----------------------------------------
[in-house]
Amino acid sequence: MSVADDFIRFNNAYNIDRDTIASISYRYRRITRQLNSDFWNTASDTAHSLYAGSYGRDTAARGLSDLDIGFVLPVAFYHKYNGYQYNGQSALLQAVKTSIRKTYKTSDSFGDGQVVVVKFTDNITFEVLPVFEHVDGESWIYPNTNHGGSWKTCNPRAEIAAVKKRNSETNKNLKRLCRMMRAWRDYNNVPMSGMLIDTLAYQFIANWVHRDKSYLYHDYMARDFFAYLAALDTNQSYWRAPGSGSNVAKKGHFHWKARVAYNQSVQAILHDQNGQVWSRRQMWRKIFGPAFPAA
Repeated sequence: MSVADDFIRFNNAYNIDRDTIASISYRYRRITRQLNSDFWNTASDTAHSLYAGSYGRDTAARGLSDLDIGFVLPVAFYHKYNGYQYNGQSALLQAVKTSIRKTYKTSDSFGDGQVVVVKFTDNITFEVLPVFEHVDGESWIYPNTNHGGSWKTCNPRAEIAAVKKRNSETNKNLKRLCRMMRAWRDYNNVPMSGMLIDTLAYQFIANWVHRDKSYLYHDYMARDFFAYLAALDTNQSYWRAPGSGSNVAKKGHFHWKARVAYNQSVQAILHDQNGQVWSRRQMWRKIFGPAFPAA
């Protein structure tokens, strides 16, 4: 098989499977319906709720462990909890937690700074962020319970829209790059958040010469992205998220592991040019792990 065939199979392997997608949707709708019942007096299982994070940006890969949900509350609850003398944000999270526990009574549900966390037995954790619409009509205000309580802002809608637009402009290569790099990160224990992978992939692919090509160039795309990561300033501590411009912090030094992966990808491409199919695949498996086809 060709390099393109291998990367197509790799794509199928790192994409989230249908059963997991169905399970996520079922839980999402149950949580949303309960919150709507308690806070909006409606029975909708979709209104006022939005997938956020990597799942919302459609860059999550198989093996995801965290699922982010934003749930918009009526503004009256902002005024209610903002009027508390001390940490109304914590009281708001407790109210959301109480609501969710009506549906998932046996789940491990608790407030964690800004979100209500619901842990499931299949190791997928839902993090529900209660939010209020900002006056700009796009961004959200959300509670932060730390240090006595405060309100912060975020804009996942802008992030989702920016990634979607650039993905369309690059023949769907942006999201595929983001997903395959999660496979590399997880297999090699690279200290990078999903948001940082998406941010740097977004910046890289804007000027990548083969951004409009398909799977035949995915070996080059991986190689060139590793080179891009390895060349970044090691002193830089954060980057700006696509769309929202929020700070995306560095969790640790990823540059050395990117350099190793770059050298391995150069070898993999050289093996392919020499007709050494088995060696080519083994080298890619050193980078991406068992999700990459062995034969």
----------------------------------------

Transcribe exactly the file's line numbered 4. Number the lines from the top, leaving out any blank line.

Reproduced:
């Protein structure tokens, strides 16, 4: 098989499977319906709720462990909890937690700074962020319970829209790059958040010469992205998220592991040019792990 065939199979392997997608949707709708019942007096299982994070940006890969949900509350609850003398944000999270526990009574549900966390037995954790619409009509205000309580802002809608637009402009290569790099990160224990992978992939692919090509160039795309990561300033501590411009912090030094992966990808491409199919695949498996086809 060709390099393109291998990367197509790799794509199928790192994409989230249908059963997991169905399970996520079922839980999402149950949580949303309960919150709507308690806070909006409606029975909708979709209104006022939005997938956020990597799942919302459609860059999550198989093996995801965290699922982010934003749930918009009526503004009256902002005024209610903002009027508390001390940490109304914590009281708001407790109210959301109480609501969710009506549906998932046996789940491990608790407030964690800004979100209500619901842990499931299949190791997928839902993090529900209660939010209020900002006056700009796009961004959200959300509670932060730390240090006595405060309100912060975020804009996942802008992030989702920016990634979607650039993905369309690059023949769907942006999201595929983001997903395959999660496979590399997880297999090699690279200290990078999903948001940082998406941010740097977004910046890289804007000027990548083969951004409009398909799977035949995915070996080059991986190689060139590793080179891009390895060349970044090691002193830089954060980057700006696509769309929202929020700070995306560095969790640790990823540059050395990117350099190793770059050298391995150069070898993999050289093996392919020499007709050494088995060696080519083994080298890619050193980078991406068992999700990459062995034969």